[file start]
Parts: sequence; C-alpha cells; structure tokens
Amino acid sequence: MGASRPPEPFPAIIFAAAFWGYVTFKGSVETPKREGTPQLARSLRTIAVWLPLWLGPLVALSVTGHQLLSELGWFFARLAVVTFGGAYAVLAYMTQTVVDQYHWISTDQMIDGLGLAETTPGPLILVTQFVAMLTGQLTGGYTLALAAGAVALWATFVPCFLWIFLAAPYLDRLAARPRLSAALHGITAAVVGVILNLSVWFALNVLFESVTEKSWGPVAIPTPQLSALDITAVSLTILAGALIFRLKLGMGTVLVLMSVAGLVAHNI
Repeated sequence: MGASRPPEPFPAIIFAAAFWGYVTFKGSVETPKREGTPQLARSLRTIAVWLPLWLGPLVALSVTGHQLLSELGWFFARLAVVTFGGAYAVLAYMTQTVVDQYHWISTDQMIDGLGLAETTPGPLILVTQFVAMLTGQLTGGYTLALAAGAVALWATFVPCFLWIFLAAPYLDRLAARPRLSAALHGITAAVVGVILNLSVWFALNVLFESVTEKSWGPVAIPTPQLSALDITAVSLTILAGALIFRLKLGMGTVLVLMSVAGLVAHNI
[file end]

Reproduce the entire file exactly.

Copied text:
Parts: sequence; C-alpha cells; structure tokens
Amino acid sequence: MGASRPPEPFPAIIFAAAFWGYVTFKGSVETPKREGTPQLARSLRTIAVWLPLWLGPLVALSVTGHQLLSELGWFFARLAVVTFGGAYAVLAYMTQTVVDQYHWISTDQMIDGLGLAETTPGPLILVTQFVAMLTGQLTGGYTLALAAGAVALWATFVPCFLWIFLAAPYLDRLAARPRLSAALHGITAAVVGVILNLSVWFALNVLFESVTEKSWGPVAIPTPQLSALDITAVSLTILAGALIFRLKLGMGTVLVLMSVAGLVAHNI
Repeated sequence: MGASRPPEPFPAIIFAAAFWGYVTFKGSVETPKREGTPQLARSLRTIAVWLPLWLGPLVALSVTGHQLLSELGWFFARLAVVTFGGAYAVLAYMTQTVVDQYHWISTDQMIDGLGLAETTPGPLILVTQFVAMLTGQLTGGYTLALAAGAVALWATFVPCFLWIFLAAPYLDRLAARPRLSAALHGITAAVVGVILNLSVWFALNVLFESVTEKSWGPVAIPTPQLSALDITAVSLTILAGALIFRLKLGMGTVLVLMSVAGLVAHNI